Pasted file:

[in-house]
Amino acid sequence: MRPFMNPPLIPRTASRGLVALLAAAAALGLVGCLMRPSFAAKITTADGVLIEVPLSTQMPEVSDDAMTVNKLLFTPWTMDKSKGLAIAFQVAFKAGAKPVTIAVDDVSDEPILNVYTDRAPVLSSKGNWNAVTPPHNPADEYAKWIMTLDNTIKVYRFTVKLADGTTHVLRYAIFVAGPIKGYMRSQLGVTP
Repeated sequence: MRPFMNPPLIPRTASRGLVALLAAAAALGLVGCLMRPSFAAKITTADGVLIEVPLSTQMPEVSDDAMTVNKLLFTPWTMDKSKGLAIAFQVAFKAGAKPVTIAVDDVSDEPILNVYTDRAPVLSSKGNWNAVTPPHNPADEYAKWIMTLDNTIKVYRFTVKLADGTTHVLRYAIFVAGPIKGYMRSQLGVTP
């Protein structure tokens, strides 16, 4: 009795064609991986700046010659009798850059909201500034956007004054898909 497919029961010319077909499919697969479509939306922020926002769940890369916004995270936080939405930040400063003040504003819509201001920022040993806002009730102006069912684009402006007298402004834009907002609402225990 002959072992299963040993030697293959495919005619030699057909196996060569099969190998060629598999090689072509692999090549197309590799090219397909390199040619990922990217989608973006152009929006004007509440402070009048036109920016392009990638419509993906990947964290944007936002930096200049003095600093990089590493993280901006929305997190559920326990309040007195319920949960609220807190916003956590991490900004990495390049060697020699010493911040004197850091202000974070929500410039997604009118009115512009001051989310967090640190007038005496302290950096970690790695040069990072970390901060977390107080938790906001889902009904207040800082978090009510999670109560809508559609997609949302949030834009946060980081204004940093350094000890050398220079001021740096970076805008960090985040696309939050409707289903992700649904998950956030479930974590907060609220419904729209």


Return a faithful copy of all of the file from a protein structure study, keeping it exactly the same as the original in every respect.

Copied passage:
[in-house]
Amino acid sequence: MRPFMNPPLIPRTASRGLVALLAAAAALGLVGCLMRPSFAAKITTADGVLIEVPLSTQMPEVSDDAMTVNKLLFTPWTMDKSKGLAIAFQVAFKAGAKPVTIAVDDVSDEPILNVYTDRAPVLSSKGNWNAVTPPHNPADEYAKWIMTLDNTIKVYRFTVKLADGTTHVLRYAIFVAGPIKGYMRSQLGVTP
Repeated sequence: MRPFMNPPLIPRTASRGLVALLAAAAALGLVGCLMRPSFAAKITTADGVLIEVPLSTQMPEVSDDAMTVNKLLFTPWTMDKSKGLAIAFQVAFKAGAKPVTIAVDDVSDEPILNVYTDRAPVLSSKGNWNAVTPPHNPADEYAKWIMTLDNTIKVYRFTVKLADGTTHVLRYAIFVAGPIKGYMRSQLGVTP
């Protein structure tokens, strides 16, 4: 009795064609991986700046010659009798850059909201500034956007004054898909 497919029961010319077909499919697969479509939306922020926002769940890369916004995270936080939405930040400063003040504003819509201001920022040993806002009730102006069912684009402006007298402004834009907002609402225990 002959072992299963040993030697293959495919005619030699057909196996060569099969190998060629598999090689072509692999090549197309590799090219397909390199040619990922990217989608973006152009929006004007509440402070009048036109920016392009990638419509993906990947964290944007936002930096200049003095600093990089590493993280901006929305997190559920326990309040007195319920949960609220807190916003956590991490900004990495390049060697020699010493911040004197850091202000974070929500410039997604009118009115512009001051989310967090640190007038005496302290950096970690790695040069990072970390901060977390107080938790906001889902009904207040800082978090009510999670109560809508559609997609949302949030834009946060980081204004940093350094000890050398220079001021740096970076805008960090985040696309939050409707289903992700649904998950956030479930974590907060609220419904729209």